Worn around the waist, tool belts are designed to carry and organize a wide range of tools, such as hammers, chisels, tapes, and even screws and nails. Because of this, they are considered essential accessories when working in the trades, primarily for professionals.
To maximize the accessory to its full potential, professionals, especially electricians, set it up according to their desired comfort and job demand. But is there a right or wrong way to do it?
Just keep reading to learn more about how to setup electrician tool belt.
Table of Contents
- Steps to Setup Electrician Tool Belt
- The Importance of Tool Belt for Electricians
- Types of Electrician Tool Belts
- Frequently Asked Questions
Steps to Setup Electrician Tool Belt
Step #1: Pick a tool belt.
The difference between an electrician tool belt among other tool belts is its number of pockets and pouches. This is because it needs to support tools that are more in quantity but smaller in size compared to carpenters’ tools.
The ideal number of pockets you should look for to have a proper electrician tool bag set up is 10 to 15. It is also good to pick one with two big pouches that can rest on your thighs.
Aside from pockets and pouches, you should also consider the hooks and loops that can hold hammers and drills.
Step #2: Place heavier tools on your dominant-hand side.
Your dominant hand is the one you use to do fine motor skills like writing, throwing a ball, or brushing your teeth.
This step is one of the golden rules of electrician tool pouch setup. If the heavier tools are to be kept on your non-dominant hand side, there is a high possibility that you will encounter accidents and deal with discomfort.
Aside from the weight, it is also good to consider placing the tools you frequently use on the side of your dominant hand to guarantee that you can easily reach for them.
Step #3: Have your less heavier tools on your non-dominant hand side.
Your non-dominant or “helper” hand tends to be less stronger and has a lesser grip compared to your dominant hand. Therefore, as much as possible, don’t use this hand to handle heavy tools.
In tool belt organization, it is common to keep the lighter tools on your dominant hand side.
You may also place tools you rarely use on this side.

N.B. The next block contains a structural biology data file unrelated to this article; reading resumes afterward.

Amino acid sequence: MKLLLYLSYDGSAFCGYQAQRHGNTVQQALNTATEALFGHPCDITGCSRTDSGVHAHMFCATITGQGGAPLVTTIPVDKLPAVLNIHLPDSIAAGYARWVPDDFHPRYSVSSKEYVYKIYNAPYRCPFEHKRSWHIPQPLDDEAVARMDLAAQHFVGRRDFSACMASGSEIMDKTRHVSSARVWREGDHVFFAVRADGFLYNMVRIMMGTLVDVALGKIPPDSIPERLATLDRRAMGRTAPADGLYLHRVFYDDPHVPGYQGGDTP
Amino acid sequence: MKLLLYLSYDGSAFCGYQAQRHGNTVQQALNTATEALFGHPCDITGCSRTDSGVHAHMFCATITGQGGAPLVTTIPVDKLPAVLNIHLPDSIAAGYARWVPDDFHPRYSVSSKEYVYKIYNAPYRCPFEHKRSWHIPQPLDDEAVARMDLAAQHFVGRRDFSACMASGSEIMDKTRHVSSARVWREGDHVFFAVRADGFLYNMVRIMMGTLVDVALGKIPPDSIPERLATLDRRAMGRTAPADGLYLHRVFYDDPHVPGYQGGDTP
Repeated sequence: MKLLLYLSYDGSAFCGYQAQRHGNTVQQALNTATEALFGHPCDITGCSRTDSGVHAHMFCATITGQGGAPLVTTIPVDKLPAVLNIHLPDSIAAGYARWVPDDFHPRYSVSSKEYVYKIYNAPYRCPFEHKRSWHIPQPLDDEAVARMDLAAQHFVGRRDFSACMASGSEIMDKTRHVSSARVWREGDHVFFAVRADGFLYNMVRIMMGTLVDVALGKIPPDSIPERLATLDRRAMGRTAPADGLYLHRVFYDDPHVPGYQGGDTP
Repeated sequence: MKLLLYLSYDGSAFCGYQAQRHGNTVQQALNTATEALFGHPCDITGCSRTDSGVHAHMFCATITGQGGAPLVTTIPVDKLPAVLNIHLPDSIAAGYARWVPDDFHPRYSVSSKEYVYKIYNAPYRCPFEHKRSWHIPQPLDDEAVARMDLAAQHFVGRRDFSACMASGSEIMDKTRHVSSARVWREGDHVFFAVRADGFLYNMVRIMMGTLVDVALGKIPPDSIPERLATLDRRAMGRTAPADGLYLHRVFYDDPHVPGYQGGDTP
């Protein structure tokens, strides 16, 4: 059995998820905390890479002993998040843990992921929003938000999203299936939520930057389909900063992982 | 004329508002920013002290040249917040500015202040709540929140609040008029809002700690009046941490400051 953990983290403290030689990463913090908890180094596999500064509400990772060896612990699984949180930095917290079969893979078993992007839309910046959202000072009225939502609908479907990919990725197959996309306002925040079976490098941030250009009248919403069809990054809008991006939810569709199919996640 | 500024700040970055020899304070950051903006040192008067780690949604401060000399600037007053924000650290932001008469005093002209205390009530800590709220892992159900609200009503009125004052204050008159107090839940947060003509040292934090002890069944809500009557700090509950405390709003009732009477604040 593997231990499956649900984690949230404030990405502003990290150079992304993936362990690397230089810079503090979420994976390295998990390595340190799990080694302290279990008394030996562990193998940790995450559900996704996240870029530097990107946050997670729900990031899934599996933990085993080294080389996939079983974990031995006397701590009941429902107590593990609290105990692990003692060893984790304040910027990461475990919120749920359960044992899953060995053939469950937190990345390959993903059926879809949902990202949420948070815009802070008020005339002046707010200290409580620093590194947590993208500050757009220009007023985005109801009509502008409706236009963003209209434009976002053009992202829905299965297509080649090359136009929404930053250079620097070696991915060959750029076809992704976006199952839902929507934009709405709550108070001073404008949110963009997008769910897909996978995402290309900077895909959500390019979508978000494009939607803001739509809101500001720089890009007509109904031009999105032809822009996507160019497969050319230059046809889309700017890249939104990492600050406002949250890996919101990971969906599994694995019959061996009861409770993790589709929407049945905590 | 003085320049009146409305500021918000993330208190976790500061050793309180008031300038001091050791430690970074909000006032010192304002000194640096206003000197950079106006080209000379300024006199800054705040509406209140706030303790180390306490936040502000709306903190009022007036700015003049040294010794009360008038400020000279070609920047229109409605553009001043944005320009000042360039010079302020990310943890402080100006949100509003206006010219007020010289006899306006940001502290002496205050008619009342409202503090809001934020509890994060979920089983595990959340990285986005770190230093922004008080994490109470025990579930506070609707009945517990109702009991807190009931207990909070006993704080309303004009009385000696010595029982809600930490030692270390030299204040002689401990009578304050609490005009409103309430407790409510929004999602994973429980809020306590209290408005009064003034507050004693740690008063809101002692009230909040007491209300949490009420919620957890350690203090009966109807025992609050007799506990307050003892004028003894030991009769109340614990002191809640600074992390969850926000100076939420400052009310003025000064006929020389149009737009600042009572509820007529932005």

Step #4: Consider turning the tool belt around.
Most tool belts have big pockets placed on the front. When these pockets are filled with tools, they tend to restrict mobility and cause discomfort. For example, the big pockets can get in the way
To improve mobility, it is advised to wear a tool belt the other way around. Have the big pockets on the back and the small pockets on the front.
It is also recommended to get tool belts with detachable pockets so you can easily customize your tool belts.
Step #5: Wear suspenders.
Wearing a tool belt with suspenders can be considered a pro tip to make carrying heavy tools more bearable. Instead of having the entire weight rest on your waist and hips, the suspenders distribute the weight of the tools to the other parts of the body, such as the chest and shoulders.
Aside from the weight support, suspenders also keep your tool belt secured. They prevent it from rotating or even from falling off if the tools get heavy.
The Importance of Tool Belt for Electricians
For electricians, tool belts are more than just accessories that keep their tools organized.
Electricians usually do their jobs up on a ladder or an electric post. This being said, it is not convenient and logical for them to go up and down just to fetch the tools they need for work. Aside from being inconvenient, it is also dangerous.
Therefore, it is safe to say that a tool belt, to electricians, is not just an accessory. It is a must-have and a lifeline.
Types of Electrician Tool Belts
If you are planning to buy one, it is good to know that there are two main types of tool pouch for electricians.
1. Standard Tool Belt
A standard tool belt is one that is worn around the waist. It consists of several pockets or pouches that can hold most, if not all, of the tools that electricians need.
One of the reasons to consider this tool belt is the price. Compared to other tool belts, it is more affordable.